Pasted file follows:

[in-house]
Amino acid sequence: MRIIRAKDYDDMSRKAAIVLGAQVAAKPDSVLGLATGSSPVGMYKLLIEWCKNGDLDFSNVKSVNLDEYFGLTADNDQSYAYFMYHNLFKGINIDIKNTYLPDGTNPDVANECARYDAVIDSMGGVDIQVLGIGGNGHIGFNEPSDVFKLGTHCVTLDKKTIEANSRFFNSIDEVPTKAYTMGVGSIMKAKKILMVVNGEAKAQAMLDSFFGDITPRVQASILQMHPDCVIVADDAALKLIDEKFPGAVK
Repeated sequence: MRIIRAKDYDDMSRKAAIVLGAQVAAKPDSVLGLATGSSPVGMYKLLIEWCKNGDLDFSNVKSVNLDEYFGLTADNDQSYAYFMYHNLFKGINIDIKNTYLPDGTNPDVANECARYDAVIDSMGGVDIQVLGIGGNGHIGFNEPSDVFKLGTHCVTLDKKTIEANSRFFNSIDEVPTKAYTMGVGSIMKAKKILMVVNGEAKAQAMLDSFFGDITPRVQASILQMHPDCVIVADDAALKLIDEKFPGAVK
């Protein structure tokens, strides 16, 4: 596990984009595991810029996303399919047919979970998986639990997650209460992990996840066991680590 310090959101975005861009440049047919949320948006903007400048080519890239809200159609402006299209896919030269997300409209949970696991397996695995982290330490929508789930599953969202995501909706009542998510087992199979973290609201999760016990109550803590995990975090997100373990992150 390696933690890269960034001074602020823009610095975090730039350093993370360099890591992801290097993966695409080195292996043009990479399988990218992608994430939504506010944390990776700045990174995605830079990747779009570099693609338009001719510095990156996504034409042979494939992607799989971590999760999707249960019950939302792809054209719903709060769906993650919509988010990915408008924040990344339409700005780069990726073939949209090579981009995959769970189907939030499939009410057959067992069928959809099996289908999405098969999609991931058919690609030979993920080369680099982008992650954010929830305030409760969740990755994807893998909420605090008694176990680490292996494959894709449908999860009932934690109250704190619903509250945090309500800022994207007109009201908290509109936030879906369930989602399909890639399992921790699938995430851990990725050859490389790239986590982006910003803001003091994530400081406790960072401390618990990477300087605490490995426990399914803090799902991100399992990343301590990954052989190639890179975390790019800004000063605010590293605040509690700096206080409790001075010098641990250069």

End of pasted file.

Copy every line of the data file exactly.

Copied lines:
[in-house]
Amino acid sequence: MRIIRAKDYDDMSRKAAIVLGAQVAAKPDSVLGLATGSSPVGMYKLLIEWCKNGDLDFSNVKSVNLDEYFGLTADNDQSYAYFMYHNLFKGINIDIKNTYLPDGTNPDVANECARYDAVIDSMGGVDIQVLGIGGNGHIGFNEPSDVFKLGTHCVTLDKKTIEANSRFFNSIDEVPTKAYTMGVGSIMKAKKILMVVNGEAKAQAMLDSFFGDITPRVQASILQMHPDCVIVADDAALKLIDEKFPGAVK
Repeated sequence: MRIIRAKDYDDMSRKAAIVLGAQVAAKPDSVLGLATGSSPVGMYKLLIEWCKNGDLDFSNVKSVNLDEYFGLTADNDQSYAYFMYHNLFKGINIDIKNTYLPDGTNPDVANECARYDAVIDSMGGVDIQVLGIGGNGHIGFNEPSDVFKLGTHCVTLDKKTIEANSRFFNSIDEVPTKAYTMGVGSIMKAKKILMVVNGEAKAQAMLDSFFGDITPRVQASILQMHPDCVIVADDAALKLIDEKFPGAVK
């Protein structure tokens, strides 16, 4: 596990984009595991810029996303399919047919979970998986639990997650209460992990996840066991680590 310090959101975005861009440049047919949320948006903007400048080519890239809200159609402006299209896919030269997300409209949970696991397996695995982290330490929508789930599953969202995501909706009542998510087992199979973290609201999760016990109550803590995990975090997100373990992150 390696933690890269960034001074602020823009610095975090730039350093993370360099890591992801290097993966695409080195292996043009990479399988990218992608994430939504506010944390990776700045990174995605830079990747779009570099693609338009001719510095990156996504034409042979494939992607799989971590999760999707249960019950939302792809054209719903709060769906993650919509988010990915408008924040990344339409700005780069990726073939949209090579981009995959769970189907939030499939009410057959067992069928959809099996289908999405098969999609991931058919690609030979993920080369680099982008992650954010929830305030409760969740990755994807893998909420605090008694176990680490292996494959894709449908999860009932934690109250704190619903509250945090309500800022994207007109009201908290509109936030879906369930989602399909890639399992921790699938995430851990990725050859490389790239986590982006910003803001003091994530400081406790960072401390618990990477300087605490490995426990399914803090799902991100399992990343301590990954052989190639890179975390790019800004000063605010590293605040509690700096206080409790001075010098641990250069």